Trucker 5448 Ambulance

A helping hand when things go wrong on the road

Aug. 14, 2017
This charity aids truck drivers and their families when medical emergencies occur far from home.

Truck driver Robert Palm knows what it's like to be on the road, away from friends and family when a medical emergency strikes. The 35-year highway veteran was severely injured in a crash in 1997. He was hospitalized again in 2010, far from his home, with a ruptured appendix.

Palm prefers not to talk about these mishaps or himself but it did spur him in 2014 to start  a non-profit charity that helps truckers stranded, alone, in hospitals because of medical emergencies. When the worst happens his group helps families bring home the bodies. Sadly, that service is the most requested.

How many truckers die away from home? The Federal Motor Carrier Safety Administration (FMCSA) says that almost 850 truckers are killed annually in crashes. "They do not account for the heart attacks, strokes, and suicides, murders, things like that in their statistics," says Palm. He estimates the number of deaths and medical emergencies on the road could be three to four thousand annually. Obviously, he says, that's because most drivers are one the road most of their lives.

The group offers several programs for helping drivers and their families (For example, should a driver need emergency surgery while on the road, one particular program would allow a family member to stay nearby.) but by far the most demand is bringing a driver's body home. Notes Palm: "It is very costly for a family to do that. Our typical average can be anywhere from $1,800 to $3,000 depending on location. We’ve had cases as low as $750 and others that were over $4,000.We cap our service at $5,000 unless there’s an extraordinary circumstance."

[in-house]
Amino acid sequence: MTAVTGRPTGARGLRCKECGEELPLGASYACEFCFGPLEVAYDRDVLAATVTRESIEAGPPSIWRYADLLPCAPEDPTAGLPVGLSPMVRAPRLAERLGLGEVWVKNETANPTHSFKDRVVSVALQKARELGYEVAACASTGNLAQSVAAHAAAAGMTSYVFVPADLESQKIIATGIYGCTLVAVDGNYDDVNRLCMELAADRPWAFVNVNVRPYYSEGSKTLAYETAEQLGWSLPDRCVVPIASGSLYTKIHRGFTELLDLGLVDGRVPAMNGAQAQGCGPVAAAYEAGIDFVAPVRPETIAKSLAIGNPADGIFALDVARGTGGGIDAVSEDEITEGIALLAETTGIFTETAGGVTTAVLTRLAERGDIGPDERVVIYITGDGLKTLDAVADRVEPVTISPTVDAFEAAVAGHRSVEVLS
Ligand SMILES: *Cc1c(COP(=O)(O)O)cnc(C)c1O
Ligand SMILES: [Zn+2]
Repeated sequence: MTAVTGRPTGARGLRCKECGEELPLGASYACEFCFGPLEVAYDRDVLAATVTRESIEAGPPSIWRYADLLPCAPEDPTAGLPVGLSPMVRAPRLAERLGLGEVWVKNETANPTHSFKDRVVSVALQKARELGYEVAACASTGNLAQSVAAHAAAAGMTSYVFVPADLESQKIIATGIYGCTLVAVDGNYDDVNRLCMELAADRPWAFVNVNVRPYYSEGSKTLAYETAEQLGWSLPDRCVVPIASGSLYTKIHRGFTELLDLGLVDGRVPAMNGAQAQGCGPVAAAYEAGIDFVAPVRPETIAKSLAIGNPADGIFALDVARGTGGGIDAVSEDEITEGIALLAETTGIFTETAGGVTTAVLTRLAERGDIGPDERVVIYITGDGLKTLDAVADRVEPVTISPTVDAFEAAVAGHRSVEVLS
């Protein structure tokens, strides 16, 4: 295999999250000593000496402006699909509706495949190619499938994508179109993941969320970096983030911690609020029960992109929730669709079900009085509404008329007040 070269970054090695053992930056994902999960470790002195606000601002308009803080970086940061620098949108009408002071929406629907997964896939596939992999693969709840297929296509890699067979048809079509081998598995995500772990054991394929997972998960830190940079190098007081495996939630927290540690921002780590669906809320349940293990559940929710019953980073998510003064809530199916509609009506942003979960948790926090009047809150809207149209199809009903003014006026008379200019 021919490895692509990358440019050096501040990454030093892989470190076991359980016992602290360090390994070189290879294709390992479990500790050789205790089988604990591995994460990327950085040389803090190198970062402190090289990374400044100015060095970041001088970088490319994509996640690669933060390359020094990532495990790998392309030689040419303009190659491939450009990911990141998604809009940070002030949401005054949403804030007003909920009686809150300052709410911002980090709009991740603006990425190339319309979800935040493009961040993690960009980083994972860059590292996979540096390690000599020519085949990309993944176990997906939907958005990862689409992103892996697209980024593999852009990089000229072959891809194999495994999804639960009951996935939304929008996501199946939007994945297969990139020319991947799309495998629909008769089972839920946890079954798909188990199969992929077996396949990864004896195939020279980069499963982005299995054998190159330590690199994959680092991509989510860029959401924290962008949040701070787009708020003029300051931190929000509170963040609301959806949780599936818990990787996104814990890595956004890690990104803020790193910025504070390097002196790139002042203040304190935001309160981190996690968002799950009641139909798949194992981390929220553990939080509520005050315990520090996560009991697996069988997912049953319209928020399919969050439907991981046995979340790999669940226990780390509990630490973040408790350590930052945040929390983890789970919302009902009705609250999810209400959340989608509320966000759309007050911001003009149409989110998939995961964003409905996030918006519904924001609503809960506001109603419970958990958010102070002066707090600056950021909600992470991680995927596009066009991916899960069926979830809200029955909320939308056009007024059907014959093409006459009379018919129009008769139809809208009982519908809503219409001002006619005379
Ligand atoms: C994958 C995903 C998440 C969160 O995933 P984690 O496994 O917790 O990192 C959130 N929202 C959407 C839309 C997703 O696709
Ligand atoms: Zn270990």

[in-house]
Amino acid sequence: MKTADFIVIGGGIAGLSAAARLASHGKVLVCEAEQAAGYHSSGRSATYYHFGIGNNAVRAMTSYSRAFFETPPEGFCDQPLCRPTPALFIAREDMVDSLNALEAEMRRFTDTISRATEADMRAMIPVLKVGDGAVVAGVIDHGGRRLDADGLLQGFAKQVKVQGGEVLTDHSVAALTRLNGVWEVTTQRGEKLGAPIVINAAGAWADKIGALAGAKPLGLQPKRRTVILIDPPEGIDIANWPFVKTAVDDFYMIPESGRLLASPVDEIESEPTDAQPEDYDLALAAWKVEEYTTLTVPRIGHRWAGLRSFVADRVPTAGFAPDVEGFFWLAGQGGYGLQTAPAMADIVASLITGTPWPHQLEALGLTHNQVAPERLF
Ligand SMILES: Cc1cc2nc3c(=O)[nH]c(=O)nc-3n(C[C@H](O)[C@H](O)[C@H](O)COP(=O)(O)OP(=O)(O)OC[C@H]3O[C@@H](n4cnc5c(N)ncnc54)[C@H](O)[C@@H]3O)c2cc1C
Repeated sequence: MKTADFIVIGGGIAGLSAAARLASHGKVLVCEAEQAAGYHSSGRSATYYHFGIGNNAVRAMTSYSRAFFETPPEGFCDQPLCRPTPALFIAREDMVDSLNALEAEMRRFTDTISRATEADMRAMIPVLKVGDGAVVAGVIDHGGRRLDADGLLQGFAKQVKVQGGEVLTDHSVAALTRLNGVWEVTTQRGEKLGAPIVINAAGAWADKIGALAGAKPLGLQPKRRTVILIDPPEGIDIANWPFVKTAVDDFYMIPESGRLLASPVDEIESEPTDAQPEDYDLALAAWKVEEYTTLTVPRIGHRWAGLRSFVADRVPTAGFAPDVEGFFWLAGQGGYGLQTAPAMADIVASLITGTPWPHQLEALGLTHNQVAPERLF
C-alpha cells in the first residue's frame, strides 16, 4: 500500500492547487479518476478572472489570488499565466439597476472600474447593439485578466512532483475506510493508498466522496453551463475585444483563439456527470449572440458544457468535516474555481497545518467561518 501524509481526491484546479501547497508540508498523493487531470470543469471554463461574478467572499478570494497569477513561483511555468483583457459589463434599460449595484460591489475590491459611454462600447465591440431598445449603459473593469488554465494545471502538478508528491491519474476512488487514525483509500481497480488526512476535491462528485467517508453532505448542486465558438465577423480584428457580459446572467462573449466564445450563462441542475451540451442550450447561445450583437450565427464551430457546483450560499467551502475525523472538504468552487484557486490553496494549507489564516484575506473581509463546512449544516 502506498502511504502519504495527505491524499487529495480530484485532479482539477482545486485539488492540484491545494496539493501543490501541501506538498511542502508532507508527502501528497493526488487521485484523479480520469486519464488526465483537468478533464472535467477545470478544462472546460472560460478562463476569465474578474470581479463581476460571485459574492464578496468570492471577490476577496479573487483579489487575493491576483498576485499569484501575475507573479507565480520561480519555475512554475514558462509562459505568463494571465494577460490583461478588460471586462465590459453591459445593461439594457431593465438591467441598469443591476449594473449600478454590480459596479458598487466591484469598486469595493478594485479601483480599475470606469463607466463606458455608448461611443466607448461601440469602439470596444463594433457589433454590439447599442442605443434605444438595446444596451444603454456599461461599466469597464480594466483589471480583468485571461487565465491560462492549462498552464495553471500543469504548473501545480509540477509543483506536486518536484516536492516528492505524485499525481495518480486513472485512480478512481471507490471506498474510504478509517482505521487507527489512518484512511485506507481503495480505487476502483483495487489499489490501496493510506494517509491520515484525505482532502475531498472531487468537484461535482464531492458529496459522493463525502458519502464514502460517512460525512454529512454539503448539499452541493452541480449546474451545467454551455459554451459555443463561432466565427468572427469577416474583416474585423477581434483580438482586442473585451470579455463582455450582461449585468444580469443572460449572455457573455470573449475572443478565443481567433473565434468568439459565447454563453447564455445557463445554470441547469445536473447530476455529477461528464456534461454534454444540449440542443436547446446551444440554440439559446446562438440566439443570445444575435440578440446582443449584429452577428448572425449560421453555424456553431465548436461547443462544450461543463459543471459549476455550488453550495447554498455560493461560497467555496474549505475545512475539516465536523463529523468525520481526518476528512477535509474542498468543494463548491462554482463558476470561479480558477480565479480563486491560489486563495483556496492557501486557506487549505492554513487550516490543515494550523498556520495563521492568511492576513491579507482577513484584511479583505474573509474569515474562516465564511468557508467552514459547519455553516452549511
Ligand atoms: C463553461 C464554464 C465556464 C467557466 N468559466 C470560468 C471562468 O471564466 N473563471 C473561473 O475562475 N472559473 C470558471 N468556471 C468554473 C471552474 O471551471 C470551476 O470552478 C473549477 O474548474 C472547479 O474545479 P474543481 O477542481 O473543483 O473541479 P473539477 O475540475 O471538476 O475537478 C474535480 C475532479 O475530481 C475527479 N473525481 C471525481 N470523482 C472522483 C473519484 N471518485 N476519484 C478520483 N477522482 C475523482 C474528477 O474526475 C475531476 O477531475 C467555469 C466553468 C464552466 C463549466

The group relies on donations and this year will break the $50,000 mark. Palm says that the group has no paid staff   - it's all volunteers including the board of directors – and runs on zero reserves. Often, that means they must raise money for a particular driver after the incident; what comes in, goes directly out. "There’s no wages, no building, there’s no overhead of that sort. No one gets a bonus or a salary or anything else like that. Last year, I put $14,000 into this that I won’t recover." About 92 percent of what comes in is spent on drivers and their families.  Sometimes it’s a little lower depending on the month, Palm notes, who is based in Albuquerque. "We’re only in our fourth year, and this year we’ve assisted with 31 cases thus far. Last year, 37. The year before, our second year, it was 17, and our first year was nine. As awareness grows about our organization, we’re getting more demand."

(Detailed operating expenses will be publicly available through IRS form 990 which all non-profit charities must file once they top $50,000 in revenue. Currently, files a shortened postcard version which contains little detail.)

He adds: "Obviously, folks got home before we were here.  But a lot of times you’d have to make a deal with the funeral home to wait on an insurance policy to pay out or whatever the case may be, if the company did not help.  And a lot of times, an insurance company won’t pay without a death certificate, and there are many times that a certificate could be delayed, because the pathology report didn’t come back, or there wasn’t a proper signature. There are delays, and we try to fill that gap."

High on his to-do list, Palm is seeking sponsors. "With a good sponsor, we could do this more efficiently, effectively, and expeditiously. There are many times where we’re helping families, but they have to wait on us to raise the funds, because we operate with no reserves. If the driver’s body has been released to the medical examiner for instance, and he’s ready to go home, there are some funeral homes that need their money up front. Sometimes it’s up to us to raise the money. Recently, we had a case where the estimate was $3,000 but thankfully the driver’s company stepped in and took care of it. It would have taken us a couple of weeks to raise that money, and it would have put an unnecessary delay on the family who came to us as a resource. If we had a stable sponsor or three, we’d be in really good shape and able to do a lot more."

About the Author

Larry Kahaner

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